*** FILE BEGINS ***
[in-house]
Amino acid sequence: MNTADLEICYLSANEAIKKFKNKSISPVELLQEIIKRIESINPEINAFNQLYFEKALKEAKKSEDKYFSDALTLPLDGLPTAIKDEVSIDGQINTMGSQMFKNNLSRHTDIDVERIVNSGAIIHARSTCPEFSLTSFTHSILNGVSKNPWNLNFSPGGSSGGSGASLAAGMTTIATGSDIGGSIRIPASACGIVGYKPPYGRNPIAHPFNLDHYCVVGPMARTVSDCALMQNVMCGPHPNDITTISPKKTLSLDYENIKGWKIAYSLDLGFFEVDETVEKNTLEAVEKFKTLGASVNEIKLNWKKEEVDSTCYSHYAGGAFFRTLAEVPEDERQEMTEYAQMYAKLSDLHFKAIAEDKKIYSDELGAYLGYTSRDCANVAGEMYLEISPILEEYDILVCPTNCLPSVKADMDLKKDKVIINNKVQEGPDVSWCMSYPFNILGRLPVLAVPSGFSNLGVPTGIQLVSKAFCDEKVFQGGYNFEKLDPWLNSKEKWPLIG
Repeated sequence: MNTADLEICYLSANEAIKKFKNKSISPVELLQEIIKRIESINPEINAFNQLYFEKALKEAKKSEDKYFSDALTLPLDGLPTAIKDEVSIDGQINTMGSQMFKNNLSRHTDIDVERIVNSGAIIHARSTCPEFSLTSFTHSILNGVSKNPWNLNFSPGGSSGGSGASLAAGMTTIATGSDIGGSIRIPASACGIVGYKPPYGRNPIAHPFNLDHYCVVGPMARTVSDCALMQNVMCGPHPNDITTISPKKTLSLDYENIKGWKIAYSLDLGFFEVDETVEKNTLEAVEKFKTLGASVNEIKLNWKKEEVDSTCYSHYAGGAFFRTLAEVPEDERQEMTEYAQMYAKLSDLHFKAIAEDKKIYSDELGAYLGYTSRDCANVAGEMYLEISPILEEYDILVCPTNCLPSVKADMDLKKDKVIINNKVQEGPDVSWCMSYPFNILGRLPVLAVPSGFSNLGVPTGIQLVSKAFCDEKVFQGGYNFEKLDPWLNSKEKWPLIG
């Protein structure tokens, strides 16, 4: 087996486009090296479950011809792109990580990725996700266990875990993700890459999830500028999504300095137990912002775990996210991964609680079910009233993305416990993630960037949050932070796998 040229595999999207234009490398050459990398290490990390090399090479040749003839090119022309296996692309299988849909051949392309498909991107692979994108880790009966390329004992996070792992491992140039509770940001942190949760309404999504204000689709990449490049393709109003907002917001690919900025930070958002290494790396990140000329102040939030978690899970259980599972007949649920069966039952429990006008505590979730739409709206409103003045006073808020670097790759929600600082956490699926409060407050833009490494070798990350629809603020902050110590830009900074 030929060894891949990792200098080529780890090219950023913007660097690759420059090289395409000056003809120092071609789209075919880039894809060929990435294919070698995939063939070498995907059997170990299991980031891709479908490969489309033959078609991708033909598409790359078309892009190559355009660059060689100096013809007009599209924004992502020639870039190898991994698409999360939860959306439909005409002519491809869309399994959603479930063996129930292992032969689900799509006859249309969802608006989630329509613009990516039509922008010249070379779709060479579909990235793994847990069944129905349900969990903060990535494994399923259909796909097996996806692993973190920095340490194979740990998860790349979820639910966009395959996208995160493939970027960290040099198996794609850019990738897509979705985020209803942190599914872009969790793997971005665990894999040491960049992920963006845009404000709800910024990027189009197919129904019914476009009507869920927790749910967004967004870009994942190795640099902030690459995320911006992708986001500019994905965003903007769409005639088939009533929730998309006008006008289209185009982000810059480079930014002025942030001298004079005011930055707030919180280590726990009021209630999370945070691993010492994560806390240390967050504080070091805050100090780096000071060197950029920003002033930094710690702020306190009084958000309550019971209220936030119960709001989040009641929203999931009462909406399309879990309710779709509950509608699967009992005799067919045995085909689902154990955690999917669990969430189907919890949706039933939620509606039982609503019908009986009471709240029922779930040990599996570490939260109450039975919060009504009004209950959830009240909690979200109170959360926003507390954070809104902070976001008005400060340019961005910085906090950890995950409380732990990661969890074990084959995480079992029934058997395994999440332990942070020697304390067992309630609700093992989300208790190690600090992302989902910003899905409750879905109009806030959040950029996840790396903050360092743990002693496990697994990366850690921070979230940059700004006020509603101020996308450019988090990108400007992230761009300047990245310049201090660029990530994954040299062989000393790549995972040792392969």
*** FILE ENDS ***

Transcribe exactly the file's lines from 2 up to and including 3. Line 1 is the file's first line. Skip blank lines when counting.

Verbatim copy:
Amino acid sequence: MNTADLEICYLSANEAIKKFKNKSISPVELLQEIIKRIESINPEINAFNQLYFEKALKEAKKSEDKYFSDALTLPLDGLPTAIKDEVSIDGQINTMGSQMFKNNLSRHTDIDVERIVNSGAIIHARSTCPEFSLTSFTHSILNGVSKNPWNLNFSPGGSSGGSGASLAAGMTTIATGSDIGGSIRIPASACGIVGYKPPYGRNPIAHPFNLDHYCVVGPMARTVSDCALMQNVMCGPHPNDITTISPKKTLSLDYENIKGWKIAYSLDLGFFEVDETVEKNTLEAVEKFKTLGASVNEIKLNWKKEEVDSTCYSHYAGGAFFRTLAEVPEDERQEMTEYAQMYAKLSDLHFKAIAEDKKIYSDELGAYLGYTSRDCANVAGEMYLEISPILEEYDILVCPTNCLPSVKADMDLKKDKVIINNKVQEGPDVSWCMSYPFNILGRLPVLAVPSGFSNLGVPTGIQLVSKAFCDEKVFQGGYNFEKLDPWLNSKEKWPLIG
Repeated sequence: MNTADLEICYLSANEAIKKFKNKSISPVELLQEIIKRIESINPEINAFNQLYFEKALKEAKKSEDKYFSDALTLPLDGLPTAIKDEVSIDGQINTMGSQMFKNNLSRHTDIDVERIVNSGAIIHARSTCPEFSLTSFTHSILNGVSKNPWNLNFSPGGSSGGSGASLAAGMTTIATGSDIGGSIRIPASACGIVGYKPPYGRNPIAHPFNLDHYCVVGPMARTVSDCALMQNVMCGPHPNDITTISPKKTLSLDYENIKGWKIAYSLDLGFFEVDETVEKNTLEAVEKFKTLGASVNEIKLNWKKEEVDSTCYSHYAGGAFFRTLAEVPEDERQEMTEYAQMYAKLSDLHFKAIAEDKKIYSDELGAYLGYTSRDCANVAGEMYLEISPILEEYDILVCPTNCLPSVKADMDLKKDKVIINNKVQEGPDVSWCMSYPFNILGRLPVLAVPSGFSNLGVPTGIQLVSKAFCDEKVFQGGYNFEKLDPWLNSKEKWPLIG